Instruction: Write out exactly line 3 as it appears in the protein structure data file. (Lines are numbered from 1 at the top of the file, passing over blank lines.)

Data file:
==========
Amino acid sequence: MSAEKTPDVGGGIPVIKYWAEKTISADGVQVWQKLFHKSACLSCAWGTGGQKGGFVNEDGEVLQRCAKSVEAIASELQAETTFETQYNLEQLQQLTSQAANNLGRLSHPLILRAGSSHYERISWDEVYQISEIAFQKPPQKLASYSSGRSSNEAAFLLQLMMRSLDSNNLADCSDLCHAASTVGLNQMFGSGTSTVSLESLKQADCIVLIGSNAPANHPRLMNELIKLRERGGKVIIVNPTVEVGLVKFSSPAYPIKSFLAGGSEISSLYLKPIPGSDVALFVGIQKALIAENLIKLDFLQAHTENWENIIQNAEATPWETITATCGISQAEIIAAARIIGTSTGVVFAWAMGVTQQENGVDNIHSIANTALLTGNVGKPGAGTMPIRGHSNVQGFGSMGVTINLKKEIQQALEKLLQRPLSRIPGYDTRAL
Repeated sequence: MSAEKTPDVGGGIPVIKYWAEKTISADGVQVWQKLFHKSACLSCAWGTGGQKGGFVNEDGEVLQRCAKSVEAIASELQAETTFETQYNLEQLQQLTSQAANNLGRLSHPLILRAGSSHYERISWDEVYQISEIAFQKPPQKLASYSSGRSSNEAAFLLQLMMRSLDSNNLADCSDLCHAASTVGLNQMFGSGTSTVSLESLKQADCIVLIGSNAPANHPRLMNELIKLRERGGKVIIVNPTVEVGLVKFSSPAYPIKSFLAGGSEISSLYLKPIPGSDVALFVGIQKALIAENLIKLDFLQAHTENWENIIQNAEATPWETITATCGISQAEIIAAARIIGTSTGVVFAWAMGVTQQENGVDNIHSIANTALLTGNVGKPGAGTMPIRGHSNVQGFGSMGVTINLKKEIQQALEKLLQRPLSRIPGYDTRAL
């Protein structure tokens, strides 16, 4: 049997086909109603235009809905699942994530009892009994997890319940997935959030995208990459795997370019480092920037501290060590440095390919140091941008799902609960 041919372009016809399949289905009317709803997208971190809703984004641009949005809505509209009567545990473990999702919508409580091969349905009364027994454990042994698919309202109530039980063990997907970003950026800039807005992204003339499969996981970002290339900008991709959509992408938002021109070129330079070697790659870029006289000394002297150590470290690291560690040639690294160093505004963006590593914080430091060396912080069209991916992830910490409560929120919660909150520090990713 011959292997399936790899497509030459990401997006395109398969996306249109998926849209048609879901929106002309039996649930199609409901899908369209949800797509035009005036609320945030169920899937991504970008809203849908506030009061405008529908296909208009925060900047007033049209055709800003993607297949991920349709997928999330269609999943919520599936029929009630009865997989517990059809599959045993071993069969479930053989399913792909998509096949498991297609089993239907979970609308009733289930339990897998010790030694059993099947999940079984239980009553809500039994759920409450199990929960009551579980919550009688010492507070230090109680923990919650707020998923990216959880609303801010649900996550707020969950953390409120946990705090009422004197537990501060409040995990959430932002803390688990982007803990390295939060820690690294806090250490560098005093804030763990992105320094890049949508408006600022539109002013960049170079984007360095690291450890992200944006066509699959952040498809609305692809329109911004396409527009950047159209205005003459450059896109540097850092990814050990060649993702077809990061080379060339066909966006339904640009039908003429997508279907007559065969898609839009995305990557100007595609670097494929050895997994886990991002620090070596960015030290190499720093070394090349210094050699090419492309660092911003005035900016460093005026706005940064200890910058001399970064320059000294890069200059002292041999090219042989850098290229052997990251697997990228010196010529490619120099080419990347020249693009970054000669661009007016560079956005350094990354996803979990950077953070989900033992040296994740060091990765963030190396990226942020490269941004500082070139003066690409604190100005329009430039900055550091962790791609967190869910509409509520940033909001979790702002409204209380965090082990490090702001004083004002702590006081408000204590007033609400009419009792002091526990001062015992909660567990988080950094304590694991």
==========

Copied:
């Protein structure tokens, strides 16, 4: 049997086909109603235009809905699942994530009892009994997890319940997935959030995208990459795997370019480092920037501290060590440095390919140091941008799902609960 041919372009016809399949289905009317709803997208971190809703984004641009949005809505509209009567545990473990999702919508409580091969349905009364027994454990042994698919309202109530039980063990997907970003950026800039807005992204003339499969996981970002290339900008991709959509992408938002021109070129330079070697790659870029006289000394002297150590470290690291560690040639690294160093505004963006590593914080430091060396912080069209991916992830910490409560929120919660909150520090990713 011959292997399936790899497509030459990401997006395109398969996306249109998926849209048609879901929106002309039996649930199609409901899908369209949800797509035009005036609320945030169920899937991504970008809203849908506030009061405008529908296909208009925060900047007033049209055709800003993607297949991920349709997928999330269609999943919520599936029929009630009865997989517990059809599959045993071993069969479930053989399913792909998509096949498991297609089993239907979970609308009733289930339990897998010790030694059993099947999940079984239980009553809500039994759920409450199990929960009551579980919550009688010492507070230090109680923990919650707020998923990216959880609303801010649900996550707020969950953390409120946990705090009422004197537990501060409040995990959430932002803390688990982007803990390295939060820690690294806090250490560098005093804030763990992105320094890049949508408006600022539109002013960049170079984007360095690291450890992200944006066509699959952040498809609305692809329109911004396409527009950047159209205005003459450059896109540097850092990814050990060649993702077809990061080379060339066909966006339904640009039908003429997508279907007559065969898609839009995305990557100007595609670097494929050895997994886990991002620090070596960015030290190499720093070394090349210094050699090419492309660092911003005035900016460093005026706005940064200890910058001399970064320059000294890069200059002292041999090219042989850098290229052997990251697997990228010196010529490619120099080419990347020249693009970054000669661009007016560079956005350094990354996803979990950077953070989900033992040296994740060091990765963030190396990226942020490269941004500082070139003066690409604190100005329009430039900055550091962790791609967190869910509409509520940033909001979790702002409204209380965090082990490090702001004083004002702590006081408000204590007033609400009419009792002091526990001062015992909660567990988080950094304590694991």